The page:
Those are very too competing ways, very positive events but we can sometimes be ... She's like, "Are you just going to stick around and read all day because ... " and I realize now that compromise is one of the things that has helped us in this. You know what we do now? One of the things we'll do is we'll pack up the beach chairs, we'll head down to the beach, she'll sit there and she'll just be in heaven. She'll just love sitting there, the surf, the smell, the people, the ocean, and I bring a book.

Tim Muehlhoff:

Does that work for you?

Chris Grace:

Well, it works because I can sit there and read and I feel like she's doing some things, but you know what? It's a compromise, because I'd rather be in a nice quiet place so that's one of the compromises.

Tim Muehlhoff:

And you get you get to see Alisa in a bathing suit.

Chris Grace:

Yeah, baby.

Tim Muehlhoff:

Yeah, baby, cowbell.

 

[inaudible 00:23:47] this comes up, Chris, that it just occurs to me and we maybe should do a whole podcast on this. If ever there was an issue that has hot-button issues written all over it and misinterpreting each other, it's in sexual intimacy.

Chris Grace:

It is, yeah.

Tim Muehlhoff:

Because what man read into when a woman says, "Hey, I'm just tired tonight." or "Tonight's not a good night." or the fact that she doesn't initiate as much as I would want her to initiate, that I always have to initiate, this is where compromise and that perspective-taking really is going to come into play.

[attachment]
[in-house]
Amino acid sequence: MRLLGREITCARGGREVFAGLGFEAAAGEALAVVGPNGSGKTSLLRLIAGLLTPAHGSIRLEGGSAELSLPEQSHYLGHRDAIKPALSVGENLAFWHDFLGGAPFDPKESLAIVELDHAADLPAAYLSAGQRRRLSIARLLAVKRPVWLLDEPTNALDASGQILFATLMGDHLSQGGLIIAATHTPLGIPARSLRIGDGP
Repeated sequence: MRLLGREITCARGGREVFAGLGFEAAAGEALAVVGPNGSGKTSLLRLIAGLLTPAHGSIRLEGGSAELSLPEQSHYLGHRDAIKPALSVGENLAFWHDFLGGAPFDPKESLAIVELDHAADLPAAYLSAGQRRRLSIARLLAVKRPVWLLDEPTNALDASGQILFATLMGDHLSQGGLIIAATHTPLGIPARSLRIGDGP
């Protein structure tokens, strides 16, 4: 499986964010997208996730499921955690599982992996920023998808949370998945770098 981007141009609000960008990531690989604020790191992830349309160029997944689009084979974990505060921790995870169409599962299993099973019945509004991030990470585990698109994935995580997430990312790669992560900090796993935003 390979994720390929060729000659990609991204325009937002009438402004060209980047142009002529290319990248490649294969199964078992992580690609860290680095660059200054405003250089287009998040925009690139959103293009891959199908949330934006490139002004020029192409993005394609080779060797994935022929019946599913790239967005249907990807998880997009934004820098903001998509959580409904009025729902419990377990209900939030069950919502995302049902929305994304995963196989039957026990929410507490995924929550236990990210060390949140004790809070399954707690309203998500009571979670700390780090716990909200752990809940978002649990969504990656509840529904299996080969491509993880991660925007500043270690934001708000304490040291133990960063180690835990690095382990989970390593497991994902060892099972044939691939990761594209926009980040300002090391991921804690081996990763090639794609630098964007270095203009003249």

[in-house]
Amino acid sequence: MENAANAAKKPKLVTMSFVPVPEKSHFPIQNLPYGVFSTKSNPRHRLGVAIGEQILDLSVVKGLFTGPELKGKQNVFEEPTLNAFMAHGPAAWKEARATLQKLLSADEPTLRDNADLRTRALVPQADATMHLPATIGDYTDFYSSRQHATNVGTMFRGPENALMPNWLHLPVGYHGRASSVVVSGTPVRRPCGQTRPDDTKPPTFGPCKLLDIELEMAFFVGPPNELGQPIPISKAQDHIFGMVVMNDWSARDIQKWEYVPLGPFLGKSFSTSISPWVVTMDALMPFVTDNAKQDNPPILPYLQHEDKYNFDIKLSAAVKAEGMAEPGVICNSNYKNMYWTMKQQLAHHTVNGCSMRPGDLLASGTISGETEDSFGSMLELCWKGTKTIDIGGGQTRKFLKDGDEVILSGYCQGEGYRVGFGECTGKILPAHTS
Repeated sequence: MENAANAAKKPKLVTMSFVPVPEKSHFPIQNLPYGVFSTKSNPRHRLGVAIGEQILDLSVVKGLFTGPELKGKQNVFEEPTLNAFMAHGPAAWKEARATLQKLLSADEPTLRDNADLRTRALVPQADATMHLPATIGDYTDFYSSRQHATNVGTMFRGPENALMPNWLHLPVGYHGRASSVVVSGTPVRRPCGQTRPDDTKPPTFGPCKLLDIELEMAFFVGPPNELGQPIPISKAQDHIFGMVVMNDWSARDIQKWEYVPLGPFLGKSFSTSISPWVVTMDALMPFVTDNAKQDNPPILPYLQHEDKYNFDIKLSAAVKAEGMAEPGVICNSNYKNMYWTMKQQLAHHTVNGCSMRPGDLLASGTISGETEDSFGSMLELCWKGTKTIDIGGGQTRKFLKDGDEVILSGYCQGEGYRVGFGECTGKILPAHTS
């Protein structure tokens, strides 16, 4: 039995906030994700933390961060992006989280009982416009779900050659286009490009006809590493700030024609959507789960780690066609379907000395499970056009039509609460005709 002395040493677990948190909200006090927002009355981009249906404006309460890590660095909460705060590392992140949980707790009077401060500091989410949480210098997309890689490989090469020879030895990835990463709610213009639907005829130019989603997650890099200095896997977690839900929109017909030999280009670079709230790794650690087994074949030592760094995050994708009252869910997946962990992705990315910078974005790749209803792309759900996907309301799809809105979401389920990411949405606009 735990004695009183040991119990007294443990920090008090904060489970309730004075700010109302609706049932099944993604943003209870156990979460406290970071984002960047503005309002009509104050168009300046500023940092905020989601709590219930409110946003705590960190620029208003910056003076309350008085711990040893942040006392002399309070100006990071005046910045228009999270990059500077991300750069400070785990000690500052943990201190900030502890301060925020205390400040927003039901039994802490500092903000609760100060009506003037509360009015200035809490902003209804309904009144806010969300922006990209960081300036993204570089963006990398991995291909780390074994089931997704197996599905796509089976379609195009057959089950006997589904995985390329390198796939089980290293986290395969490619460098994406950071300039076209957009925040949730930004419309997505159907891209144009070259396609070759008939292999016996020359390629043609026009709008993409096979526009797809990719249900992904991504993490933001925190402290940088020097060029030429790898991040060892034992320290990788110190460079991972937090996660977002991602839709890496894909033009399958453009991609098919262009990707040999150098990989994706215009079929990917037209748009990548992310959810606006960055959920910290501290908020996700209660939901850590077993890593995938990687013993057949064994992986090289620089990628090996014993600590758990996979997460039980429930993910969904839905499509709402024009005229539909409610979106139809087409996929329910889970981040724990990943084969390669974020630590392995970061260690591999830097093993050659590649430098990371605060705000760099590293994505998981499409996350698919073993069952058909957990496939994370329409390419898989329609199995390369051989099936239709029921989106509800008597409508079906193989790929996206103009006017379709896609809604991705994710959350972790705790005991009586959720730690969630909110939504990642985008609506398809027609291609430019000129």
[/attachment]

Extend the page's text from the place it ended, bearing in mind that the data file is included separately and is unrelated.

Chris Grace:

These are going to be two new podcasts that we're going to do soon and they're going to be on this. We're going to be one specifically on the area of sexual intimacy, the way in which we navigate this but within marriages, and then, in our culture, its views on sexual intimacy and its impact on relationships. Those will be in upcoming, but also in addition to that, we're going to talk at length in our next podcast on ... now that these issues are coming up, now that we're dealing or getting some insight into these things, or these begin to plague as how do we communicate? How do we bring it up? How do we talk? What are some ways in which we can do this, because, guess what? A lot of couples say. "There are just some areas, unfortunately, we don't talk about and we don't have good communication on."

Tim Muehlhoff:

Ten thousand communications scholars surveyed at the National Communication Association Conference saying, "What is the number one reason couples actually call it quits?" They can't communicate about these issues.

Chris Grace:

Yeah, and it's really sad.

 

Well, listen, we've enjoyed having you guys with us. Tim, thanks so much. We are really glad for just an opportunity to hang out with you guys. If this has been helpful for you and want to find more resources on marriage and relationships, visit our website at cmr.biola.edu, even to get weekly updates. Subscribe to our email newsletter at our website, again, cmr.biola.edu, and we'll see you next time.